The early ancestors of humans, who evolved to walk on two legs, continued to stay in trees longer than previously thought, according to a new study by scientists at the University of Birmingham in the UK. The human ancestors may have been more adept at negotiating unstable arboreal environment than previously thought, the researchers said.
Participants in the study used light fingertip touch and were successful in improving their balance by up to 30 per cent in a simulated forest canopy environment.
Researchers said the new study backs the theory that the early human ancestors continued to exploit the forest canopy for resources even as they evolved to walk on two legs.
During the study, the video footage of swaying branches were shown to the participants while attempting to balance on a branch- like bouncy springboard.
Without support, viewing the footage destabilised the participants as much wearing a blindfold.
However, when participants were allowed to use light fingertip touch on an adjacent support, their balance significantly improved and the effort required by their thigh muscles was reduced by nearly a third.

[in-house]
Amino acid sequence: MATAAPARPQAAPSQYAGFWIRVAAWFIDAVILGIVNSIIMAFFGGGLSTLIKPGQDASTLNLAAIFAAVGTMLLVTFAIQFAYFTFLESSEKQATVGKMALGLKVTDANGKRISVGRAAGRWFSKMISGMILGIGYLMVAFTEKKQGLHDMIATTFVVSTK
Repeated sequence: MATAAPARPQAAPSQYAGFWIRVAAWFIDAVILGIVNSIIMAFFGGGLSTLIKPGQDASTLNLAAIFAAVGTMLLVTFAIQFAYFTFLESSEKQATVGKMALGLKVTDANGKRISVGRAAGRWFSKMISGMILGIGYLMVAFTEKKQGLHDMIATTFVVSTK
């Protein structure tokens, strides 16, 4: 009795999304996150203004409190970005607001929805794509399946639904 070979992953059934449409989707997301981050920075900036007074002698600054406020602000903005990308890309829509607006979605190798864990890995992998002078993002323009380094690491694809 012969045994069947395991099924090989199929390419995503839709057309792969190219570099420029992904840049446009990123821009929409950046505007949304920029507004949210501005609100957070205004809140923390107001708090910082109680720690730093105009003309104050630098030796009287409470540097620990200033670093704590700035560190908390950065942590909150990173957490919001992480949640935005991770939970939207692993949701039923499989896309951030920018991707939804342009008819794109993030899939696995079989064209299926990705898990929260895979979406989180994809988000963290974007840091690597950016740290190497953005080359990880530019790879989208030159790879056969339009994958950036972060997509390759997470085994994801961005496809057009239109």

"Most modern apes are able to move around the tree canopy by hanging with their arms or gripping with long, prehensile toes," said lead researcher on the study, Susannah Thorpe from the University of Birmingham.
"It has long been thought that the relatively short fingers and toes of our human ancestors, which evolved to allow them to use tools and to walk upright, would have prevented them from foraging in the trees," said Thorpe.
"Our research shows that our early ancestors may have been able to overcome the arboreal limitations of their evolving bodies by using a 'light touch strategy' to avoid falls and reduce energy expenditure when negotiating the unstable tree-top environment," she said.
The study was published in the journal Nature Scientific Reports.
(With inputs from PTI)